Dear TCL Readers:
Last year, one of my favorite crime writers, William Boyle, reached out to ask me to contribute to a project he was guest-editing for a film website. We batted around some ideas for what I might write, since he was looking for a true crime essay of the kind that has become — it is still incredibly weird to say this — my specialty. None were quite right, and it was only when I mentioned an unsolved murder that I’d been obsessed with long ago and that I still thought about, every now and then, that everyone got excited.
Last fall, I went through my notes on the life and death of Serge Rubinstein, a 46-year-old Russian-Jewish financier who was murdered in the bedroom of his Fifth Avenue townhouse, thinking I would write a memoiristic essay of what it feels like to be in the grips of a research and reporting obsession, and how Rubinstein’s behavior fit in alarmingly well with recent news stories about Very Bad Men.
Then I discovered I’d written down the name of the likely culprit, after a conversation with the eventual biographer of Woodrow Wilson, whose first book had been on the case. And the essay shifted gears, because it turned out that man — Peter Crosby, and I can name him because he’s been dead for more than two decades — lived as dissolute a life as did Rubinstein, a story involving French starlets, multiple swindles, gossip columns, intimate partner violence, family strife, and Atlantic City casinos. It was, to be honest, way more than I bargained for. And it’s all in this essay, finally published last Friday at ByNWR.com, the film website owned and operated by the director Nicolas Winding Refn, along with other amazing features, audio, and video projects.
Sometimes, to exorcise a ghost, you end up reviving more ghosts. But I’m glad I did, and thanks to Bill for prodding me to do so, surprising myself in the process.
It’s a little less than 3 months to the publication of Unspeakable Acts, and while (virtual) events are still being finalized, I am happy to share three prepublication reviews from the trades. Kirkus deemed it a collection of “perceptive” and “well-chosen sampling” of true crime writing; Library Journal’s starred review concluded: “This enthralling volume insists that there can and should be humanity within true crime. Whether readers are spellbound or disgusted by the genre, this is a must.” And Booklist also gave the anthology a rave: “essential reading for all true crime fans.”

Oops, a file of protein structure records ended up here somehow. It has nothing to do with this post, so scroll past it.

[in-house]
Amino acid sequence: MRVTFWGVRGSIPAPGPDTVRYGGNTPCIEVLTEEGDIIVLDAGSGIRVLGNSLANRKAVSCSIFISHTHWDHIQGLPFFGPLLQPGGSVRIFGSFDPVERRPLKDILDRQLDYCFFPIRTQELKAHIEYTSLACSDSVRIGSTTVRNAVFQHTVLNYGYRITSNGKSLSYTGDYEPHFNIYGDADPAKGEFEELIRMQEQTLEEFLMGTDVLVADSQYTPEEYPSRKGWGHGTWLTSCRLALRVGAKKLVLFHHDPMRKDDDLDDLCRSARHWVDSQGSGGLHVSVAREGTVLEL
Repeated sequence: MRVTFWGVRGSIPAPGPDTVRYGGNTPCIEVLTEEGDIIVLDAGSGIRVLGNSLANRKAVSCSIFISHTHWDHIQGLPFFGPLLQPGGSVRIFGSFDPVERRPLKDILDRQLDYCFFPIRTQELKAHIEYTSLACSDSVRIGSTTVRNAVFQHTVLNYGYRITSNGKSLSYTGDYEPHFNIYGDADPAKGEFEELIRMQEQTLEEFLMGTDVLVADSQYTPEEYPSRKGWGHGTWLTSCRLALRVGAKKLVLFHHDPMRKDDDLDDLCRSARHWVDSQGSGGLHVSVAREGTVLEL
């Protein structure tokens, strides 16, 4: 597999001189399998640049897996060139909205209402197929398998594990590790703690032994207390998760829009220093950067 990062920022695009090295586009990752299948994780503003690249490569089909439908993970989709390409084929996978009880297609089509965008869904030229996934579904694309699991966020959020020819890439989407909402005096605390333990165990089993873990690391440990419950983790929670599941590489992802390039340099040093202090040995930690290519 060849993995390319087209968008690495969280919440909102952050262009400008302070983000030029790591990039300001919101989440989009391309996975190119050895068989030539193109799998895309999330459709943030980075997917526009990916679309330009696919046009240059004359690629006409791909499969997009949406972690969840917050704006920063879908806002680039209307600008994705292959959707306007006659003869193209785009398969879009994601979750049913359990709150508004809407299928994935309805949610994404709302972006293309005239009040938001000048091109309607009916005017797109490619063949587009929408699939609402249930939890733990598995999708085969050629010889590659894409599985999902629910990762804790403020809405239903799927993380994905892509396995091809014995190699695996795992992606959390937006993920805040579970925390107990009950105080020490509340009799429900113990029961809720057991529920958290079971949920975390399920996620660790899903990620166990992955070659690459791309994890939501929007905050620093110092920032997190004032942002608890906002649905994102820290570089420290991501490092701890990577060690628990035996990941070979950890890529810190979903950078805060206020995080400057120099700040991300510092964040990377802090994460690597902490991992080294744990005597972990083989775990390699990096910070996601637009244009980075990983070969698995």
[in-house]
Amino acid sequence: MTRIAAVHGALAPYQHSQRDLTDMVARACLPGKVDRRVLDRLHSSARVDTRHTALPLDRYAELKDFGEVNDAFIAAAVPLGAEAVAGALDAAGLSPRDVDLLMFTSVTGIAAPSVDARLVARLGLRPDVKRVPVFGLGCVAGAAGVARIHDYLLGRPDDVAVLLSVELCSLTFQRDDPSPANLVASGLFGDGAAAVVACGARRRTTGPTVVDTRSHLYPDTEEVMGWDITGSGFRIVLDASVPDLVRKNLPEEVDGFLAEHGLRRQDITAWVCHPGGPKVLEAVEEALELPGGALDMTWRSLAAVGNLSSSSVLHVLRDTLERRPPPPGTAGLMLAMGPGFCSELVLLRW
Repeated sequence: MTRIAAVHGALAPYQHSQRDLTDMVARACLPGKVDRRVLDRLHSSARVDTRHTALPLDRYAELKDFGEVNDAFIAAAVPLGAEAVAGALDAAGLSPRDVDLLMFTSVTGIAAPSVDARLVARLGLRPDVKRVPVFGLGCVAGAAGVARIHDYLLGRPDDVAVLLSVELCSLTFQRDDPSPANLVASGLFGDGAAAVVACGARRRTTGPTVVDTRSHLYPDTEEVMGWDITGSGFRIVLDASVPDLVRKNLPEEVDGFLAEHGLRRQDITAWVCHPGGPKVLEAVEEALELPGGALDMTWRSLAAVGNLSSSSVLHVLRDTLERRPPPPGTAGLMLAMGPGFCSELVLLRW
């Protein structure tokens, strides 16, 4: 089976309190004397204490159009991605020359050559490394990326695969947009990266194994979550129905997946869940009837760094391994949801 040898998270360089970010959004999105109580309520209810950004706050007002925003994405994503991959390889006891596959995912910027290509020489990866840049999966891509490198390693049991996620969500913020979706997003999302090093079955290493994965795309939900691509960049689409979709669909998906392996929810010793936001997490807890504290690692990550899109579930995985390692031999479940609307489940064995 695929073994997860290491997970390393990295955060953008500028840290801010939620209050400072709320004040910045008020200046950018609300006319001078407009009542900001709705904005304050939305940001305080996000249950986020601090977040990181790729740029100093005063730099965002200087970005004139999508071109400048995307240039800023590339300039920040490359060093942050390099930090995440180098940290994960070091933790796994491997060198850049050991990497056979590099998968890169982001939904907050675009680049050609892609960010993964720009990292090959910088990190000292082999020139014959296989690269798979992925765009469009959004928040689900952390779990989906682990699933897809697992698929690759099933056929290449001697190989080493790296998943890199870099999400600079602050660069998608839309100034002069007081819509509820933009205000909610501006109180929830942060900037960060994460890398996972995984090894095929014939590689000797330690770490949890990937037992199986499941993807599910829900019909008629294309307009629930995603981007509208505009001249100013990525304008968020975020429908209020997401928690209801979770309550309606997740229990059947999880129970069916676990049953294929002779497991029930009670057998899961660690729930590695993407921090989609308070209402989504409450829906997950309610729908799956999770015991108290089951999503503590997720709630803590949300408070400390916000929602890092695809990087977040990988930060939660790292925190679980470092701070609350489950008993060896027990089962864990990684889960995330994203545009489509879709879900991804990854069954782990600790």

A few weeks ago I found myself inflamed and infuriated by the rise in so-called “armchair epidemiologists.” It didn’t help that I was once friendly with one of them, and watching that person slide into their current state has been…extremely discombobulating, as I suspect must be the case for others who knew (and might still know) them. To better understand the phenomenon, I rang up the social psychologist David Dunning, who described (along with Justin Kruger) a now-infamous effect of overconfidence and bad outcomes. It was an extremely delightful conversation about the catastrophic effects of refusing to admit wrongness or a lack of expertise.
Friday, May 1 was a banner day for true crime-related essays. Casey Cep wrote about James Baldwin’s Evidence of Things Not Seen, his 1985 book-length essay on the Atlanta Child Murders, which grew out of an assignment for Playboy by Walter Lowe, the only black editor ever at the publication. I had read Baldwin’s book last month thinking I might want to write about it, and Cep’s piece hit all the notes I would have wanted to hit, and then some. (Also, I never get tired of linking my favorite Baldwin essay, which I’m doing again for Reasons.)
Megan Abbott also published a wonderful reflection on an unsolved serial child murder case that haunted her own childhood, but subconsciously, for the New York Times’ new true crime storytelling project.
I cannot tell you how excited I am for Patrick Radden Keefe’s new podcast Wind of Change, which drops on May 11. And it’s great to see In The Dark return with a new mini-season, reflecting on how the Coronavirus is affecting those in the Mississippi Delta.
Maj Sjowall, co-author of the greatest Scandinavian crime fiction series, for which there are still no equals, has died.
There will be a new Tana French novel in October and it’s….a Western? I have also read Elizabeth Hand’s new Cass Neary novel, The Book of Lamps and Banners, and it is a propulsive exploration of obsession and addiction; and Denise Mina’s The Less Dead, which ponders the question of what happens when you learn your birth mother was, perhaps, murdered by a serial killer, though that’s less important than than the women you encounter along the way.
Stay safe and healthy, and stay home, even (and especially) with the nicer weather out there.
Until next time, I remain,
The Crime Lady